that the ITR has submitted a draft of what it calls the ‘GT Plus’ formula to Germany’s motorsport federation, featuring beefed-up GT3 cars, push-to-pass system and a Balance of Performance system to equalise all marques.
of the direction the DTM is planning to take, saying a works GT3 programme would undermine its customer racing efforts that use the same ruleset.
Another major hindrance for BMW is that its new M4 GT3 challenger is under development and is not expected to be available for racing until 2022, leaving the marque without a car to compete in the DTM next year if it proceeds with its move to GT3-based cars.
“BMW has at the moment no GT3 car so they have no place to develop something in this direction,” Berger told Motorsport.com. “They are just going to have a car inside this regulation in 2022 if my understanding is right."
Asked if BMW could fast-track the development of the M4 GT3 in time for the start of the 2021 DTM season, Berger said: “My understanding is no because it is not homologated yet.”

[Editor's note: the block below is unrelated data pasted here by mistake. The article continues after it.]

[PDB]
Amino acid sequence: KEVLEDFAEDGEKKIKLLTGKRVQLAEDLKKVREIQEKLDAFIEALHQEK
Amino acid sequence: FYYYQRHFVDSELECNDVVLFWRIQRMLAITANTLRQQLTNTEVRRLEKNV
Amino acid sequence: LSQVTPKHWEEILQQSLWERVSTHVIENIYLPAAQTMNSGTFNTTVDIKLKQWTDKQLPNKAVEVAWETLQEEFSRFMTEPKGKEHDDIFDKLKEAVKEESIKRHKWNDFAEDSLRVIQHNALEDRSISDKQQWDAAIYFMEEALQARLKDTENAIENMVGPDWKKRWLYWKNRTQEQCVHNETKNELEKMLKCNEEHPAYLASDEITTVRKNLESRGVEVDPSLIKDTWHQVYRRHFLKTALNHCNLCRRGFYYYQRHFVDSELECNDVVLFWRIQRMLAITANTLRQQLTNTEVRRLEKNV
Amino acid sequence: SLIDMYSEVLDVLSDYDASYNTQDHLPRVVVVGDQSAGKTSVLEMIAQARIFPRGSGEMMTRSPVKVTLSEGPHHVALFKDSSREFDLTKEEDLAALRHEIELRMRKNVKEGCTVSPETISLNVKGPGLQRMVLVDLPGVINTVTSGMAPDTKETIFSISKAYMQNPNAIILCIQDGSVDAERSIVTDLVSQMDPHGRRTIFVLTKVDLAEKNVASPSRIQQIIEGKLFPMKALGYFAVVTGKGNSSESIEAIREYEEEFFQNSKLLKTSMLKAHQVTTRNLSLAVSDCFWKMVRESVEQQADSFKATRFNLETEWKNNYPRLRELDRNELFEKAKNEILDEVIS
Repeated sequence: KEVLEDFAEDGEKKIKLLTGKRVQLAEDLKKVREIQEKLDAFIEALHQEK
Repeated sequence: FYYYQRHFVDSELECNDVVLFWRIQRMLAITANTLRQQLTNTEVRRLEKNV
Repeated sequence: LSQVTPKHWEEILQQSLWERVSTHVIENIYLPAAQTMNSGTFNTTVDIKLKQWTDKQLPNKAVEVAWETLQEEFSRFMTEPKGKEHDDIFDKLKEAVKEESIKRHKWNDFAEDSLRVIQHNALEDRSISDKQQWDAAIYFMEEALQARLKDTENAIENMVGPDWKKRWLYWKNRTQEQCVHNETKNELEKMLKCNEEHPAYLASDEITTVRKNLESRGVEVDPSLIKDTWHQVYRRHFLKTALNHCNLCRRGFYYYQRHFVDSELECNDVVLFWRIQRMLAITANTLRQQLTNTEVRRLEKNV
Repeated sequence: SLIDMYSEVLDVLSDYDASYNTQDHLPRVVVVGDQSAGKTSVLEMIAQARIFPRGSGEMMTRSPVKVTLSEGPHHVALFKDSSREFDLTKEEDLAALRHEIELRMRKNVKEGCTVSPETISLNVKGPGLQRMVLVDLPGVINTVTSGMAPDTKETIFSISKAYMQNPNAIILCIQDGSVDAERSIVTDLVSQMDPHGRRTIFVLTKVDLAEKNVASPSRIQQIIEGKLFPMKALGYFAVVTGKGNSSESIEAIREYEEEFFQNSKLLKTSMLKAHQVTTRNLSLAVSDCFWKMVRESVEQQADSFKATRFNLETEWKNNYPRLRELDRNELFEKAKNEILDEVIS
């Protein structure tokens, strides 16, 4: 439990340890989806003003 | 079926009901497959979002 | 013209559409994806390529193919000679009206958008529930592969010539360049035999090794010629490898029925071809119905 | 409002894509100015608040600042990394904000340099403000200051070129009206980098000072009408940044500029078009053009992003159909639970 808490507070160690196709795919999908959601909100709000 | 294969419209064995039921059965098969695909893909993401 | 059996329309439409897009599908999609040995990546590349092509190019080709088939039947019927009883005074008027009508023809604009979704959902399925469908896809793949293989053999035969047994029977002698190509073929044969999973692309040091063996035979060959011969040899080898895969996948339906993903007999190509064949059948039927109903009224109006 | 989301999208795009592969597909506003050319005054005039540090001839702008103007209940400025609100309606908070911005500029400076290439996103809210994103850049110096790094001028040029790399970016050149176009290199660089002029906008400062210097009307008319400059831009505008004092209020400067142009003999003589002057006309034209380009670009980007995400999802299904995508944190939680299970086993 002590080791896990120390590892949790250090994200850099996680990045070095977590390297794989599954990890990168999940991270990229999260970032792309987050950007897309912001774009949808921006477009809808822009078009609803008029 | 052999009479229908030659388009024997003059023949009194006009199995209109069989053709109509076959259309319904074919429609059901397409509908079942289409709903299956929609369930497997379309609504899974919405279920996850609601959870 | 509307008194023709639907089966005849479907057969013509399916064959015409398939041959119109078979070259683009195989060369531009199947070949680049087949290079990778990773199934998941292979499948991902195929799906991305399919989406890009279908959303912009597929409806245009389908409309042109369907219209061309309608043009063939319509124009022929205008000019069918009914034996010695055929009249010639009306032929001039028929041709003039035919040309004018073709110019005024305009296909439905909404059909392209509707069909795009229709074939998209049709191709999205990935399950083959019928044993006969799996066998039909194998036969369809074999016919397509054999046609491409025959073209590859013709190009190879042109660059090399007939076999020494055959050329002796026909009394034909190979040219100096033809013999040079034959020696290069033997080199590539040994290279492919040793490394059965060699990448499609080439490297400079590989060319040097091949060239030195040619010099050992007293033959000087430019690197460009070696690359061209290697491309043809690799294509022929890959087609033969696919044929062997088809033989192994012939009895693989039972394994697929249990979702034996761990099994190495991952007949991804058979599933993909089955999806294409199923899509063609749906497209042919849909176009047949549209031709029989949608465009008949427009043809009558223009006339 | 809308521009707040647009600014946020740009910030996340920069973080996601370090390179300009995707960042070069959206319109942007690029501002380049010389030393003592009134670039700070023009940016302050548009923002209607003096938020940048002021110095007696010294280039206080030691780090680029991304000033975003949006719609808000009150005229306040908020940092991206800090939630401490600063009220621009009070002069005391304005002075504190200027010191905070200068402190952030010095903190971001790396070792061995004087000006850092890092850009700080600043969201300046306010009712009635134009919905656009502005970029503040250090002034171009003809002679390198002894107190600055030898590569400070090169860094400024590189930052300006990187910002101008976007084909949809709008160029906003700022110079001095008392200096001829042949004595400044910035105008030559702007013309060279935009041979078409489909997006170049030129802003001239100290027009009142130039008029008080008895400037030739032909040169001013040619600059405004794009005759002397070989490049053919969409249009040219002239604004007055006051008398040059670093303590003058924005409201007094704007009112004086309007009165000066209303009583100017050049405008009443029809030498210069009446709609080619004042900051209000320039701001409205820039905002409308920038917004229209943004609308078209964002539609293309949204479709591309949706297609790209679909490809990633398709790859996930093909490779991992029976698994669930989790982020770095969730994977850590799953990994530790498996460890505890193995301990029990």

Pressed further if that means there is no real chance of BMW competing in the DTM under GT Plus formula, Berger said “Exactly. That’s how I see it today. But you never know what’s [going to happen] tomorrow. Today, I would say yes, that’s my understanding.”
While the M4 remains under development, BMW teams have continued to compete with the old-generation M6 GT3 in endurance races, with one example of the car fielded by Walkenhorst Motorsport at Bathurst 12 Hour in February as part of BMW’s Intercontinental GT Challenge effort.
However, BMW is discontinuing the 6 Series from its road car line-up, which means BMW sees little logic in racing on with an out-of-production car.
"We have an M6, which is very old and also no longer really competitive," BMW motorsport director Jens Marquardt told ran.de. "So it will be difficult for us [to compete in the DTM] on the basis of a GT3 car.”